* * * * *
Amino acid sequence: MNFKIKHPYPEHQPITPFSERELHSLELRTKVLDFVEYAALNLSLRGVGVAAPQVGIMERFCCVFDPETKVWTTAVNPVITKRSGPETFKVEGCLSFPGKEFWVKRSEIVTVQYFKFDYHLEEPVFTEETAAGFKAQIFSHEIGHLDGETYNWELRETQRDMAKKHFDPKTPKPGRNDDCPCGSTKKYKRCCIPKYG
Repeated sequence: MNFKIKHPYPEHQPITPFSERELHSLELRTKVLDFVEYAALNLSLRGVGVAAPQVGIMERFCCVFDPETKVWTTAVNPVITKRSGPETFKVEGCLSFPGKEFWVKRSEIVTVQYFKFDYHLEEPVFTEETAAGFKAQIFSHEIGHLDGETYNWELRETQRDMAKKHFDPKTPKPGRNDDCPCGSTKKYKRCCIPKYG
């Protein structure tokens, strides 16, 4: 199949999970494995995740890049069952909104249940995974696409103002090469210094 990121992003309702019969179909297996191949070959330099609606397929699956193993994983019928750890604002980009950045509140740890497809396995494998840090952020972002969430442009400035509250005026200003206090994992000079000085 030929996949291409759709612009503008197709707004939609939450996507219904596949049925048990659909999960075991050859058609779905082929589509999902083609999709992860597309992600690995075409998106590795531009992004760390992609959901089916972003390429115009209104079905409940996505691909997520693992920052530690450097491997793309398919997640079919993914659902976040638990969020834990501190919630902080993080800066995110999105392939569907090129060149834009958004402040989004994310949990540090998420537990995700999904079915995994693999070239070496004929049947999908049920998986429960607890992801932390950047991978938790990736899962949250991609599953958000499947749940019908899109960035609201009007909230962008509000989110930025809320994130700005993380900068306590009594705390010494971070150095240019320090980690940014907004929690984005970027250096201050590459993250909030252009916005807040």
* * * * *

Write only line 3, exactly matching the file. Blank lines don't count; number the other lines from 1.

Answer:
């Protein structure tokens, strides 16, 4: 199949999970494995995740890049069952909104249940995974696409103002090469210094 990121992003309702019969179909297996191949070959330099609606397929699956193993994983019928750890604002980009950045509140740890497809396995494998840090952020972002969430442009400035509250005026200003206090994992000079000085 030929996949291409759709612009503008197709707004939609939450996507219904596949049925048990659909999960075991050859058609779905082929589509999902083609999709992860597309992600690995075409998106590795531009992004760390992609959901089916972003390429115009209104079905409940996505691909997520693992920052530690450097491997793309398919997640079919993914659902976040638990969020834990501190919630902080993080800066995110999105392939569907090129060149834009958004402040989004994310949990540090998420537990995700999904079915995994693999070239070496004929049947999908049920998986429960607890992801932390950047991978938790990736899962949250991609599953958000499947749940019908899109960035609201009007909230962008509000989110930025809320994130700005993380900068306590009594705390010494971070150095240019320090980690940014907004929690984005970027250096201050590459993250909030252009916005807040």